By JIM KUHNHENN
WASHINGTON (AP) â¿¿ Five months into President Barack Obama's second term, allies and former top aides worry that his overarching goal of economic opportunity has been diminished, partly drowned out by controversies seized upon by Republicans in an effort to weaken him.
The former White House insiders, including longtime Obama adviser David Axelrod, say Obama needs to make his case anew for government's role in expanding education and innovation and to give, as Obama put it in one of his early seminal speeches, "every American a fighting chance in the 21st century."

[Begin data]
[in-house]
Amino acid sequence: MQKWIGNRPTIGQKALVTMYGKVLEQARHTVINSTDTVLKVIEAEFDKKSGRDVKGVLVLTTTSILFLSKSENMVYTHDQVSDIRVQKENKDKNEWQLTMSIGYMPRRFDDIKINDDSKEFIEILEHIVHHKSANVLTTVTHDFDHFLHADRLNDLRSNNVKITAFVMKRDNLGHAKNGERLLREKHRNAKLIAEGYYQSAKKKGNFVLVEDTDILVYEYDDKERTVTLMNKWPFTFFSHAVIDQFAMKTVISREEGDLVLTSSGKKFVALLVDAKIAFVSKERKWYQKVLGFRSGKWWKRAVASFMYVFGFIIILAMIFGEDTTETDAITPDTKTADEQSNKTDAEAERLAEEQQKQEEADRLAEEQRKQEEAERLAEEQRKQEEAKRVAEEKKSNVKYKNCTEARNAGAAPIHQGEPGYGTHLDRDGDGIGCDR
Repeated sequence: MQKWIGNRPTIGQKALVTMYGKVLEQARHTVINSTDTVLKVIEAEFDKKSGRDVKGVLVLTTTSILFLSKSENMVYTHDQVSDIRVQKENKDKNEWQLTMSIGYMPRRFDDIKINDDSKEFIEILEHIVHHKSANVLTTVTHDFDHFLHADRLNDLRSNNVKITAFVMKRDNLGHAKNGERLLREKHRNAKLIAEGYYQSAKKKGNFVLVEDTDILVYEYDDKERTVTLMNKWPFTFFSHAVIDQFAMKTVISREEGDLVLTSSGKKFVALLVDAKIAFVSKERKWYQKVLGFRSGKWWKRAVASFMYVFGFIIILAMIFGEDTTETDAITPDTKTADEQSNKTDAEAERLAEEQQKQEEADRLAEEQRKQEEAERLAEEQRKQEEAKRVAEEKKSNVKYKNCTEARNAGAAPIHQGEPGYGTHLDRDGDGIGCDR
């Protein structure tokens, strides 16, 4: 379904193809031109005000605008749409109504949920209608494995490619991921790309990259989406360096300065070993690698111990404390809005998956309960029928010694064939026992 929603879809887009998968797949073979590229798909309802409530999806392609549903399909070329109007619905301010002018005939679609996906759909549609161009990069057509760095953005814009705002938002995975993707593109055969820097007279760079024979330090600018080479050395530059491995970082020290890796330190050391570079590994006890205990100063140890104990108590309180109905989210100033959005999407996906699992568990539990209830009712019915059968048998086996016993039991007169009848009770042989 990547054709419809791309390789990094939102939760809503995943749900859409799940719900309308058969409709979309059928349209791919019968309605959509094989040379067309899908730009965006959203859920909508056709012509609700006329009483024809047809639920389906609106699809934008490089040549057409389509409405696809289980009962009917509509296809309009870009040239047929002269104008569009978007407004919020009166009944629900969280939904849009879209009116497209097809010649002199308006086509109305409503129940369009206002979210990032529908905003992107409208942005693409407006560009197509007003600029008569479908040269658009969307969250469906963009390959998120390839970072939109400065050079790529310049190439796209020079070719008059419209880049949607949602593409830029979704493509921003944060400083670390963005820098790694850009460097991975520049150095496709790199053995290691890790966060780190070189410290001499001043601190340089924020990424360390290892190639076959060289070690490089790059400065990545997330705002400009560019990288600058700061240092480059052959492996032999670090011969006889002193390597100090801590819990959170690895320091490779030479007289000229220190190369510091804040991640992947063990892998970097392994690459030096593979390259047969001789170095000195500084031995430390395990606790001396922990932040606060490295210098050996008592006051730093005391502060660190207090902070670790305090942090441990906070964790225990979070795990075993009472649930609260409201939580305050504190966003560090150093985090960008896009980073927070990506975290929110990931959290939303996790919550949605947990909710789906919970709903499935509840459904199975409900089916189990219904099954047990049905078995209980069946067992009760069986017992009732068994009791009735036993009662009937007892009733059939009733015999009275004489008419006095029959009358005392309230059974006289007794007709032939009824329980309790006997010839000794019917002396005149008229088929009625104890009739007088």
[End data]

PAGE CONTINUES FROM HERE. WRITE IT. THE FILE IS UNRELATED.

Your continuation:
Among their suggestions is that the president deliver a major address, perhaps at a commencement, that once again places his economic vision at the center of his agenda and speaks to what continues to be the overriding concern of the American public.Instead, absent major legislative victories, Obama's second term has become a series of small actions overshadowed by a trio of recent troubles over the administration's response to the attack in Benghazi, Libya, that killed four Americans, the IRS's targeting of conservative groups and the Justice Department's seizure of Associated Press phone records as part of a leak investigation. "The hardest thing in the hot house of Washington in weeks like this is to get above the maelstrom and really define major issues in your own terms," Axelrod said. "They need to find big platforms, whether it's congressional addresses, commencement speeches, high-profile interviews or a combination of those things and others." As these Democrats see it, there has been an arc of Obama addresses that have spelled out the challenge and the hope of attaining the American Dream, from a 2005 commencement address at tiny Knox College in Galesburg, Ill., to his speech in Osawatomie, Kan., in late 2011, and that the time for another one is now.